Being a southern gal residing in NYC, I always find a soft spot for a fellow southerner——someone that “gets” sweet tea and some good cornbread. And growing up in Atlanta during the plague days, I know how tough the struggle can be for HIV/AIDS services and advocacy groups. We are blessed to see all of the great work being done in New York, Los Angeles, and San Francisco, but our smaller cities and regions just don’t get that attention in the press. Well, let me tell you, when I heard about Shannon Stephenson at Cempa Community Care, I needed to get the scoop on how they are making great strides in Chattanooga, Tennessee! I’m proud to have met Miss Shannon and I want y’all to hear all about how this lady uses her Powers for Good!
First things first. Shannon
explained how Cempa started: “In 1988, Cempa Community Care received 501(c)3 non-profit status. From 1988 until 2002, Cempa Community Care primarily focused on social service advocacy, care, and assistance for those impacted by HIV and conducted extensive testing and education outreach programs. In 2002, Cempa Community Care opened the primary care clinic and began offering medical treatment and services directly to people living with HIV. This not only eliminated barriers to individuals receiving access to HIV treatment, but also primary care services to address their overall health needs. In 2013, Cempa moved across the street from Erlanger Medical Center. This location, in the hub of healthcare activity in Chattanooga and on a public transportation line, has increased access for many of our clients to both our services and the services of other specialists in the Erlanger Health System.”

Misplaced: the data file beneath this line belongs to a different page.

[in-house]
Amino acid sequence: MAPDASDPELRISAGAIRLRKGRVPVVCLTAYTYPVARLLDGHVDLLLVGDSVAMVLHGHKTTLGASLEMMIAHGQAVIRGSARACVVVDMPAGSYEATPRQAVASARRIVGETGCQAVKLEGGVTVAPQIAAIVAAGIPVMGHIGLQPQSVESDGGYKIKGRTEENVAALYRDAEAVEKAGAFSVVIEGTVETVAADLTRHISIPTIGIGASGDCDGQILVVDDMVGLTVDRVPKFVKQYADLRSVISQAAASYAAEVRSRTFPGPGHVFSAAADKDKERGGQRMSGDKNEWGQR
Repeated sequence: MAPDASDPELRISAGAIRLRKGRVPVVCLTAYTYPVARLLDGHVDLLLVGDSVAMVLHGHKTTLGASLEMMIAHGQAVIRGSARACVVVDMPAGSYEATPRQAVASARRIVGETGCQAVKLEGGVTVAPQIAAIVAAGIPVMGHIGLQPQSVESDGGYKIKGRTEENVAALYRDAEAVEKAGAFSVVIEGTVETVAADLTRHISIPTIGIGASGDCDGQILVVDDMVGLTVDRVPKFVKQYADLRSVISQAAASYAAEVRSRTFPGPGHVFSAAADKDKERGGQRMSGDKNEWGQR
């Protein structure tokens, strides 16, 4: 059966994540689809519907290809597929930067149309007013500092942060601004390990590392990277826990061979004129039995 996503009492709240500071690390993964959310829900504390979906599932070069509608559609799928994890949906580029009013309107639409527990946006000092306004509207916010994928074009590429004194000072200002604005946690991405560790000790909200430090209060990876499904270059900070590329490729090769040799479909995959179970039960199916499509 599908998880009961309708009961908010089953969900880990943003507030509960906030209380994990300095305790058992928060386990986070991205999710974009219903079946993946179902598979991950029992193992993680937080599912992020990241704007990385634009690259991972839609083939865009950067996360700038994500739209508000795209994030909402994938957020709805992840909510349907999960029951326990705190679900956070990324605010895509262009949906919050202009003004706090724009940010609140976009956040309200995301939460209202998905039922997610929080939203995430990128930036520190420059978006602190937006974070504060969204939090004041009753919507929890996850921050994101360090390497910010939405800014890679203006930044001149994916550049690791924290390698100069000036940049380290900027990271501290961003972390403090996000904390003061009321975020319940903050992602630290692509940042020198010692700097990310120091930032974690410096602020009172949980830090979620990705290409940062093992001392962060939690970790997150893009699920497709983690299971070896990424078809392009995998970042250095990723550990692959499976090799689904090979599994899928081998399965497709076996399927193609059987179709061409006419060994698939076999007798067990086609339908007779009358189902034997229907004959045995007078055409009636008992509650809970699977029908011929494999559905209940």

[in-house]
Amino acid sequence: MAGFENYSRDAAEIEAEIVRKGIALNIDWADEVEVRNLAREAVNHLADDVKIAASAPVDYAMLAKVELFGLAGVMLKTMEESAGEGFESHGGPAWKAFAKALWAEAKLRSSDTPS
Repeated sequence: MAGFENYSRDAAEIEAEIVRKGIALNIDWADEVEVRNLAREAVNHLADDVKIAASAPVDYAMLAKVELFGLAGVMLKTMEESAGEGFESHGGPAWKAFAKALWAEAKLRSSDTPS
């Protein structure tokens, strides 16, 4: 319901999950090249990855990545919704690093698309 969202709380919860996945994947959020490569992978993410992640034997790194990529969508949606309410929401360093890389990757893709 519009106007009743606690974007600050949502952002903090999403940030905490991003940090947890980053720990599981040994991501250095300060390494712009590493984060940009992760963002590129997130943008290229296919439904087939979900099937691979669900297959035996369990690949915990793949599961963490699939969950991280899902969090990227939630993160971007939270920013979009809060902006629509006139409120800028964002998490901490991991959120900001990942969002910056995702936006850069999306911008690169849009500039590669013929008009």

I was curious to learn more.
Candy Samples: Miss Shannon, tell me more about Cempa Community Care! Being a gal from the south, I was surprised to see you’ve got an organization that does so much for the HIV community there in Tennessee. Can you tell me a little more about the evolution of Cempa Community Care?